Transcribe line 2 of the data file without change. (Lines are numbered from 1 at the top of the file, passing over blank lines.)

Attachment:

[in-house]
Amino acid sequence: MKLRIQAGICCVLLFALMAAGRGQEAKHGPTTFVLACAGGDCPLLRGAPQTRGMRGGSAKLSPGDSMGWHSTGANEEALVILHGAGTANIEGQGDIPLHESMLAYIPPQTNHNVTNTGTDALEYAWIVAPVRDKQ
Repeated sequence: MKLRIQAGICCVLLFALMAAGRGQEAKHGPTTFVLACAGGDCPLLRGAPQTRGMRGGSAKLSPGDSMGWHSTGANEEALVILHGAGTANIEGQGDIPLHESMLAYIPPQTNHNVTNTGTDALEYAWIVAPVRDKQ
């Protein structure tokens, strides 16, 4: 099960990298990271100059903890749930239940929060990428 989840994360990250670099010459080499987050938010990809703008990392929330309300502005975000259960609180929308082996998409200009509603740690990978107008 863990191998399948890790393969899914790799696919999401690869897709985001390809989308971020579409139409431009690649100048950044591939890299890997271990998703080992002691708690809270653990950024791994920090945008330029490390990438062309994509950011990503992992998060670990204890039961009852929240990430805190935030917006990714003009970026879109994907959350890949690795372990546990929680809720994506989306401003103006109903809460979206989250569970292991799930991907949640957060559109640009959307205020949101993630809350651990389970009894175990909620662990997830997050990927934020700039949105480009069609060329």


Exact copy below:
Amino acid sequence: MKLRIQAGICCVLLFALMAAGRGQEAKHGPTTFVLACAGGDCPLLRGAPQTRGMRGGSAKLSPGDSMGWHSTGANEEALVILHGAGTANIEGQGDIPLHESMLAYIPPQTNHNVTNTGTDALEYAWIVAPVRDKQ